Last, educators, in my opinion, can and should hold the children in what the great psychologist and educator Carl Rogers called unconditional positive regard. Children, indeed all of us, have the potential for optimal well-being and our work is to allow them to become fully aware of this. Optimal well-being lives in our essence. It is a special kind of beauty. To remember that it exists, to notice it, to connect to it reminds us of our own goodness, our own truth, and our own beauty.
This is teaching as a spiritual activity.

About Ba Luvmour

Accomplished in self knowledge and all matters pertaining to children, families, and education.Creator of Natural Learning Relationships.


8 thoughts on “The Spiritual Opportunities Intrinsic in Teaching

  1. Ba,

    A worldview encompassing Indinawemaaganidag (all my relations) or the “Archeology of Knowledge” enables one to gain a richer understanding of a particular subject matter. I am of the mind that specific “disciplines” could best be studied not by focusing on that discipline, but by learning as much as possible all the other “disciplines” that relate or link to the chosen discipline. In this fashion, one would acquire greater understanding of a selected discipline by evaluating the reciprocal relationships between all disciplines.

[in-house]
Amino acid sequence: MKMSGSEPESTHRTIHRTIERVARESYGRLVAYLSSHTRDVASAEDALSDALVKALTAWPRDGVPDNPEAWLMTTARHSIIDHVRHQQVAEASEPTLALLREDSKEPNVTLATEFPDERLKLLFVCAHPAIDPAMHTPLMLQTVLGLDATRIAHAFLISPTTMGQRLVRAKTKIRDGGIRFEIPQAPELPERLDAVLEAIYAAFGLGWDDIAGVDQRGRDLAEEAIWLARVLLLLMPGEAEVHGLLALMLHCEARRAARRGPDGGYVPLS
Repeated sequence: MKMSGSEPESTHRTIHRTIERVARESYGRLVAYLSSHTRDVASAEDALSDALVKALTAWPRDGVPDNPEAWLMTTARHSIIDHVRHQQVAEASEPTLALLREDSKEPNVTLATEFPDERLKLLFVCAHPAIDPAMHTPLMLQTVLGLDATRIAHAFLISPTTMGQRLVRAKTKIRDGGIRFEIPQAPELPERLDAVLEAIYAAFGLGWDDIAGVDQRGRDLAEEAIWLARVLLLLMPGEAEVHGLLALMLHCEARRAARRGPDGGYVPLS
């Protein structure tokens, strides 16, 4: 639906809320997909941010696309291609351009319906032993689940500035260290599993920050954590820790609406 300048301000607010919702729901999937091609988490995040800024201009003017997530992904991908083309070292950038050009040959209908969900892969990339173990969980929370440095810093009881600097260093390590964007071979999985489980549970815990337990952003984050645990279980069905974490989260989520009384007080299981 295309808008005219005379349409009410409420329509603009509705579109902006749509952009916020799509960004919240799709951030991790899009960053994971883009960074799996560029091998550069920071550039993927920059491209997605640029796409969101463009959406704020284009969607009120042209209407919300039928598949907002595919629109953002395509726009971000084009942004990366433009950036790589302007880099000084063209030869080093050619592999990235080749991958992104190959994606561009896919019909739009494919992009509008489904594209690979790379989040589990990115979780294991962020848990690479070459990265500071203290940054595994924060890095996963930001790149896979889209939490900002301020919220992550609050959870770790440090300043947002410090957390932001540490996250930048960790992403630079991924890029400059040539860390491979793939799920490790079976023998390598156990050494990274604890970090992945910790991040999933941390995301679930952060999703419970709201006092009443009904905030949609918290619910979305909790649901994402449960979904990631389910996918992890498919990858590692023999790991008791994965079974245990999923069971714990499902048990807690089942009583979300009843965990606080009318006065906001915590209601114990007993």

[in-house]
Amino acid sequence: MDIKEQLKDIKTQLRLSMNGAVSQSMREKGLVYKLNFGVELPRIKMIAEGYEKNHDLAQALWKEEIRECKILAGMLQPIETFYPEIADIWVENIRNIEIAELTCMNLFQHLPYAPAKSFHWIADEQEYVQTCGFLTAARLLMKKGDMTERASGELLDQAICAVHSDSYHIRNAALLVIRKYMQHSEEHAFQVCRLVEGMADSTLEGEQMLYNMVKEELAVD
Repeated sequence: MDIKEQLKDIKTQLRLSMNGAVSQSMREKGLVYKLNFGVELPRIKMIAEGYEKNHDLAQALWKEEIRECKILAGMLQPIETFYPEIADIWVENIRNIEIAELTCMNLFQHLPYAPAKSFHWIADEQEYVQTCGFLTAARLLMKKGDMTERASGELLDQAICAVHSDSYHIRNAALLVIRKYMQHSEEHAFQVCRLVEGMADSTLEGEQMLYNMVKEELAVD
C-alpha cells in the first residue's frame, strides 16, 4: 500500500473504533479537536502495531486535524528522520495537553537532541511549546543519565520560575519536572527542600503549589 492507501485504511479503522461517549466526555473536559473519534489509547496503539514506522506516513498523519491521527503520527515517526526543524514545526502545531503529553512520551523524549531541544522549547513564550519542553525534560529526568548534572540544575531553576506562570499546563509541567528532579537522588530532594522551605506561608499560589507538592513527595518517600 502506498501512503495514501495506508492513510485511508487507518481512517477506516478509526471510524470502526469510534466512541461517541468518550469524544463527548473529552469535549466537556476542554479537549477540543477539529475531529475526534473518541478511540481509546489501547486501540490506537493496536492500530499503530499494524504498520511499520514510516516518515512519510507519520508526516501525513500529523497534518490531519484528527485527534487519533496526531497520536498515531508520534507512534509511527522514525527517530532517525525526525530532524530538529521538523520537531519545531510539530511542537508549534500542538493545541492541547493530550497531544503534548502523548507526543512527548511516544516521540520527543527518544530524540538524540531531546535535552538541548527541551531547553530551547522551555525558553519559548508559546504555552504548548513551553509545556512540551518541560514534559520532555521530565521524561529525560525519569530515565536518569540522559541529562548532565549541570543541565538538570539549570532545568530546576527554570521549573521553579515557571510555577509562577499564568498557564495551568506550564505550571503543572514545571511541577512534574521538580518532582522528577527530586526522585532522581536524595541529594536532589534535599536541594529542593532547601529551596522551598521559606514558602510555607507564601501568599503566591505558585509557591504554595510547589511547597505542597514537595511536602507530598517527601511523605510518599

That anyone is able to survive the process of what passes for ‘education’ these days, always becoming a ‘something’ and never ‘being’ human, amazes me.

    I like your approach. Is it something about the water where you live (not as flippant as some might think)?


    Posted by Brent Snavely | October 4, 2011, 5:23 pm
    • Hi Brent,

      It is intriguing to think about learning about disciplines through consideration of contiguous disciplines. I have had similar rumblings but never articulated the idea so clearly. Thanks. More and more it is the relationships that are highlighted in an attempt to connect to the whole. Certainly this is true in biology (Maturana and Varela), physics (observer part of the observation from quantum mechanics) anthropology (ethnography), of course many types of psychology, and so on. I will keep this insight in mind as I start the Summa Academy.